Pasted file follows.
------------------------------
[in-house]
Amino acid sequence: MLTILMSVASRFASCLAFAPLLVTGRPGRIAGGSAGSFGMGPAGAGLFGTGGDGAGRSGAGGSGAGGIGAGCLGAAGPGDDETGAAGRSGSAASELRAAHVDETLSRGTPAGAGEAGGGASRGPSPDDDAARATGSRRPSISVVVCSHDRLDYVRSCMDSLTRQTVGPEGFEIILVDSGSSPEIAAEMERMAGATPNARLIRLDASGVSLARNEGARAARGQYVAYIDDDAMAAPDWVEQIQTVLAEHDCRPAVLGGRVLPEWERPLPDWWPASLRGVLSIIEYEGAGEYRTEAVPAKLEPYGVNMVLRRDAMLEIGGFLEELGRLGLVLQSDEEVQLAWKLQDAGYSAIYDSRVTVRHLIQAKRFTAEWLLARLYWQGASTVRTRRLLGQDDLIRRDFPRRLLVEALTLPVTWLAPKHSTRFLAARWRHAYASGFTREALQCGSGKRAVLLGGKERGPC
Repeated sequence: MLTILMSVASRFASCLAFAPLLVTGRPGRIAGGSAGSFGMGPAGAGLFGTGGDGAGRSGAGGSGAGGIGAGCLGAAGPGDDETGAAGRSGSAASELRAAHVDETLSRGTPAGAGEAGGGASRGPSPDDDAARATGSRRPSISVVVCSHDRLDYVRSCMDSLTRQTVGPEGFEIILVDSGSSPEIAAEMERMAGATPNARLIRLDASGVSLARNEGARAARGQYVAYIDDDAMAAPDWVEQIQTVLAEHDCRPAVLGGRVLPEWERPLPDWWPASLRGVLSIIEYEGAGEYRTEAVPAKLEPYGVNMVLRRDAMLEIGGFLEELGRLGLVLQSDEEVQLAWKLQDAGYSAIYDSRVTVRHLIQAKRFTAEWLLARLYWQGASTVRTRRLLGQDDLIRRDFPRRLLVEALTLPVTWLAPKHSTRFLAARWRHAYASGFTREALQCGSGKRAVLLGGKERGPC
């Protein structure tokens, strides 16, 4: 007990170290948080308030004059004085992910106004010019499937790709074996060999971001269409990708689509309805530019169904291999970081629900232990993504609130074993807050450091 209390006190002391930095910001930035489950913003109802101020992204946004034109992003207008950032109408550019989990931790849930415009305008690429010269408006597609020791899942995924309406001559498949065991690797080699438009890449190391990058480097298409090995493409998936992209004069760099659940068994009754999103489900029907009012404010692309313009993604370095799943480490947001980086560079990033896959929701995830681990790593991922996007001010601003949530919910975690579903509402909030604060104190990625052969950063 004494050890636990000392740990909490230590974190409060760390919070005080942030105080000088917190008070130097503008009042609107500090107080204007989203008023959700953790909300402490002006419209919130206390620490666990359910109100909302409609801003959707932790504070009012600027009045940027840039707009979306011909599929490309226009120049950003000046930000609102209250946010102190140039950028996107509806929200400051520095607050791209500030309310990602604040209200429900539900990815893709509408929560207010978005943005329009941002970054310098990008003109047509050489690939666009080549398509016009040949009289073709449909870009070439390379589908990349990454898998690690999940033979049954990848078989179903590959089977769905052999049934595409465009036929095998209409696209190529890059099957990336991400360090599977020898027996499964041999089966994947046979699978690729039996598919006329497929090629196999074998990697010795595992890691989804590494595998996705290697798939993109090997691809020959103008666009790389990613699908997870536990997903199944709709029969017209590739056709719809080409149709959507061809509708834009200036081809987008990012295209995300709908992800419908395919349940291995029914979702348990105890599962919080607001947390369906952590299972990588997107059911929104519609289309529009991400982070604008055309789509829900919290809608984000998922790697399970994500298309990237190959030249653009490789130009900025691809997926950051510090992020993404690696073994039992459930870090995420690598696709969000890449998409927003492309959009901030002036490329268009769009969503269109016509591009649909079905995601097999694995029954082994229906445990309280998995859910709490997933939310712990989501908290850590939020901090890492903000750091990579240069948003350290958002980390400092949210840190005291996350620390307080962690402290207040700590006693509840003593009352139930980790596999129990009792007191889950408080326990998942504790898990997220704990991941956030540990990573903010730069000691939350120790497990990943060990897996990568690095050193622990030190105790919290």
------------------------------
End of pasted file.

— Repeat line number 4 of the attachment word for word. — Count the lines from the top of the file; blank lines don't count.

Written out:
């Protein structure tokens, strides 16, 4: 007990170290948080308030004059004085992910106004010019499937790709074996060999971001269409990708689509309805530019169904291999970081629900232990993504609130074993807050450091 209390006190002391930095910001930035489950913003109802101020992204946004034109992003207008950032109408550019989990931790849930415009305008690429010269408006597609020791899942995924309406001559498949065991690797080699438009890449190391990058480097298409090995493409998936992209004069760099659940068994009754999103489900029907009012404010692309313009993604370095799943480490947001980086560079990033896959929701995830681990790593991922996007001010601003949530919910975690579903509402909030604060104190990625052969950063 004494050890636990000392740990909490230590974190409060760390919070005080942030105080000088917190008070130097503008009042609107500090107080204007989203008023959700953790909300402490002006419209919130206390620490666990359910109100909302409609801003959707932790504070009012600027009045940027840039707009979306011909599929490309226009120049950003000046930000609102209250946010102190140039950028996107509806929200400051520095607050791209500030309310990602604040209200429900539900990815893709509408929560207010978005943005329009941002970054310098990008003109047509050489690939666009080549398509016009040949009289073709449909870009070439390379589908990349990454898998690690999940033979049954990848078989179903590959089977769905052999049934595409465009036929095998209409696209190529890059099957990336991400360090599977020898027996499964041999089966994947046979699978690729039996598919006329497929090629196999074998990697010795595992890691989804590494595998996705290697798939993109090997691809020959103008666009790389990613699908997870536990997903199944709709029969017209590739056709719809080409149709959507061809509708834009200036081809987008990012295209995300709908992800419908395919349940291995029914979702348990105890599962919080607001947390369906952590299972990588997107059911929104519609289309529009991400982070604008055309789509829900919290809608984000998922790697399970994500298309990237190959030249653009490789130009900025691809997926950051510090992020993404690696073994039992459930870090995420690598696709969000890449998409927003492309959009901030002036490329268009769009969503269109016509591009649909079905995601097999694995029954082994229906445990309280998995859910709490997933939310712990989501908290850590939020901090890492903000750091990579240069948003350290958002980390400092949210840190005291996350620390307080962690402290207040700590006693509840003593009352139930980790596999129990009792007191889950408080326990998942504790898990997220704990991941956030540990990573903010730069000691939350120790497990990943060990897996990568690095050193622990030190105790919290």